Batsford 1st 1976
8vo, maroon bds with gold titling to spine, price-clipped d/w sunned
o/w VG++/VG+ 350 gms
(Order reference 14837).
The Lakeland counties (now known as Cumbria) have always possessed a strong cultural as well as geographical unity. Marjorie Rowling's insight both as historian and folklorist has revealed in this fascinating study the significance of place names, of local customs and traditions for recovering vital aspect of the past of this unique region. Stories of the supernatural, from the devil and giants like Hugh Heard of Troutbeck and Hugh Cesario of Penrith, to witches and magicians like Michael Scot; legends, including those of king Arthur and local saints; pagan and Christian symbols on local monuments, particularly spirals and mazes, help to highlight interesting aspects of the Dark Ages in Cumbria.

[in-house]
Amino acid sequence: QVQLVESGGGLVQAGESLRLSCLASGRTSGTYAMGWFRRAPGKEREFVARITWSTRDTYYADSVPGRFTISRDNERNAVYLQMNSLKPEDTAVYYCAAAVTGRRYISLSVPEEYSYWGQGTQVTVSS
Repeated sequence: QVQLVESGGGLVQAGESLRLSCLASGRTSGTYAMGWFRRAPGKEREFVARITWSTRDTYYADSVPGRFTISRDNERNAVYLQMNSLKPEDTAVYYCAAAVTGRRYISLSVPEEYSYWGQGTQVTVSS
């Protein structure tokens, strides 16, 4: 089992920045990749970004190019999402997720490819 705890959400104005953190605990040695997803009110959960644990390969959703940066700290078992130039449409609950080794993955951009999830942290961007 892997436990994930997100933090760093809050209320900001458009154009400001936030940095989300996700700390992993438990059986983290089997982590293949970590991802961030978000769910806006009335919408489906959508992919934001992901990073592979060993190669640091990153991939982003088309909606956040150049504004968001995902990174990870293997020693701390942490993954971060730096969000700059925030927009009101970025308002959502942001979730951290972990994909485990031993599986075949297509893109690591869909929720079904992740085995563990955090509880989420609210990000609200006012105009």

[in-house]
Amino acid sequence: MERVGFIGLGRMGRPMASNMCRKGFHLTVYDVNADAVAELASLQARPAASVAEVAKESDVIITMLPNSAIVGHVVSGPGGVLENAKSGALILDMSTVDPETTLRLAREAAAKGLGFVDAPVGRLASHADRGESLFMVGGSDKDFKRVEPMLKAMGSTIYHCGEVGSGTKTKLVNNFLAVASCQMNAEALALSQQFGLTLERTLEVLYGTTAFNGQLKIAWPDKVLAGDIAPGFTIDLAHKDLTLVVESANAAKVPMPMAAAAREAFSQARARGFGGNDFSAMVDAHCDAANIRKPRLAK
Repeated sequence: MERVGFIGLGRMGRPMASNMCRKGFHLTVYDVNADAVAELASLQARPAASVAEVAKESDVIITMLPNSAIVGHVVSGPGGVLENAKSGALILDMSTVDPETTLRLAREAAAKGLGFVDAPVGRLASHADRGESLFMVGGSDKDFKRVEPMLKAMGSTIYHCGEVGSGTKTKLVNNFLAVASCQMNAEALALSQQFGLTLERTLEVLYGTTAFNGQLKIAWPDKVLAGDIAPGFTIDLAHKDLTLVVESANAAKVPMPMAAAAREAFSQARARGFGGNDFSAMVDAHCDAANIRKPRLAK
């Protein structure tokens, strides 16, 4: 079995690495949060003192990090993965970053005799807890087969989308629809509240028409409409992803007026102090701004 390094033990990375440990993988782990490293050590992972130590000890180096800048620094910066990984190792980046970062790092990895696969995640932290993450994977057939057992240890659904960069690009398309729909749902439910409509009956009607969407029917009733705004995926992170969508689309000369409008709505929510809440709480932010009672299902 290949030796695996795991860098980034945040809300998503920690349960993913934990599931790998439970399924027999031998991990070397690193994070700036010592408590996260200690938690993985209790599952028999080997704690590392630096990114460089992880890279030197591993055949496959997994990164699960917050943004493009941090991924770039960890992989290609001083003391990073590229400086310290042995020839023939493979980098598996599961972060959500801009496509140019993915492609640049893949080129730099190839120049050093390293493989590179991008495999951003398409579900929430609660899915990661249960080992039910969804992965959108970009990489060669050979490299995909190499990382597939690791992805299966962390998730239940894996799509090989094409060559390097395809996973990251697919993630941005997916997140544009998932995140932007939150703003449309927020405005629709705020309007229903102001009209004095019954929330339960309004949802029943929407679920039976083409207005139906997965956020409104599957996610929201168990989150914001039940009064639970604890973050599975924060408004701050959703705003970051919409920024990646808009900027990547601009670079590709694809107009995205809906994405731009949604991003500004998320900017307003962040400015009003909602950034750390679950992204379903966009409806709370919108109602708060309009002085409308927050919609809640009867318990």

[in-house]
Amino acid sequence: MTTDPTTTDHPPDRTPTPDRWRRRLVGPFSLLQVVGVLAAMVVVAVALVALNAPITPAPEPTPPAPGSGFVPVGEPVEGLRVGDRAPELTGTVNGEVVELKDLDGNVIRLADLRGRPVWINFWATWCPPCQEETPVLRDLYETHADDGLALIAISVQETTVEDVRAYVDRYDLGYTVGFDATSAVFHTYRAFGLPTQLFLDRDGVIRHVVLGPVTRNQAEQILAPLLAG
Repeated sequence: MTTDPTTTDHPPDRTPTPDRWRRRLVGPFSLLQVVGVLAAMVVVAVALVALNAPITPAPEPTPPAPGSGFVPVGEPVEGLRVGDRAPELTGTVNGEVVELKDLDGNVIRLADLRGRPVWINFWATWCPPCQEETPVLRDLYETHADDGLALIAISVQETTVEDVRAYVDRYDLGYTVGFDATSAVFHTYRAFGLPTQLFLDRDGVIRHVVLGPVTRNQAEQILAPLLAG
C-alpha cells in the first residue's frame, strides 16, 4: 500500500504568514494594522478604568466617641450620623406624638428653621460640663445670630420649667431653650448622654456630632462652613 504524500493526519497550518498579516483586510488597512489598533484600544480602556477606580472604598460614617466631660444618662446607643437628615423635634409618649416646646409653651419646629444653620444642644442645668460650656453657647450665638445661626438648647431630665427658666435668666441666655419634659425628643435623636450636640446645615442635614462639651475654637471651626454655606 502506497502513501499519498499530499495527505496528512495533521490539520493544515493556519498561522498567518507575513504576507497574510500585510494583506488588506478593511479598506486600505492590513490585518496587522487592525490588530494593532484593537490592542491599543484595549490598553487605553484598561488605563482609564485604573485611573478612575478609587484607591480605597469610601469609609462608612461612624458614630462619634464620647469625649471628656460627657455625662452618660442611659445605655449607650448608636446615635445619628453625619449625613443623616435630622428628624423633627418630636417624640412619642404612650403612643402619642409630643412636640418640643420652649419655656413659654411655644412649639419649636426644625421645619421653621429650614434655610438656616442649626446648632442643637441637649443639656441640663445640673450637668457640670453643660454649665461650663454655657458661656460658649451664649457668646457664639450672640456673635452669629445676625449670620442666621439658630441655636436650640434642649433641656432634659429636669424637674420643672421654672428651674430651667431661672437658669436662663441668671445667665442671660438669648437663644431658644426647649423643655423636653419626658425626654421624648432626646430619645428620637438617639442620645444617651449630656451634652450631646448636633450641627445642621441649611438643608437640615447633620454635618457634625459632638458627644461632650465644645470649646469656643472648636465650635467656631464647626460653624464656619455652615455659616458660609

Old customs—Jolly-boyings, pace-egg rolling, drinking Spanish water in May, the wearing of oak sprigs and bobs on Yak Bob Day, and other traditional rites are still remembered by older Cumbrians who engaged in them when young, while Rush-bearings, local forms of wrestling and hunting, Grasmere Sports, Shepherds Meets, May-Day ceremonies, dialect plays and stories and folk dance festivals are very much alive: several of the famous Lucks are still treasured.
Born and brought up in Kirkby Lonsdale, Marjorie Rowling has lived in the Lake District nearly all her life. A member of the Cumberland and Westmorland Archaeological Society, the Lakeland Dialect Society, and the Folk Lore Society, she is also a Vice President of the Cumbrian Literary Group as well as the author of several books on medieval history, including Everyday life in Medieval Times and Everyday Life of Medieval travellers (both published by Batsford).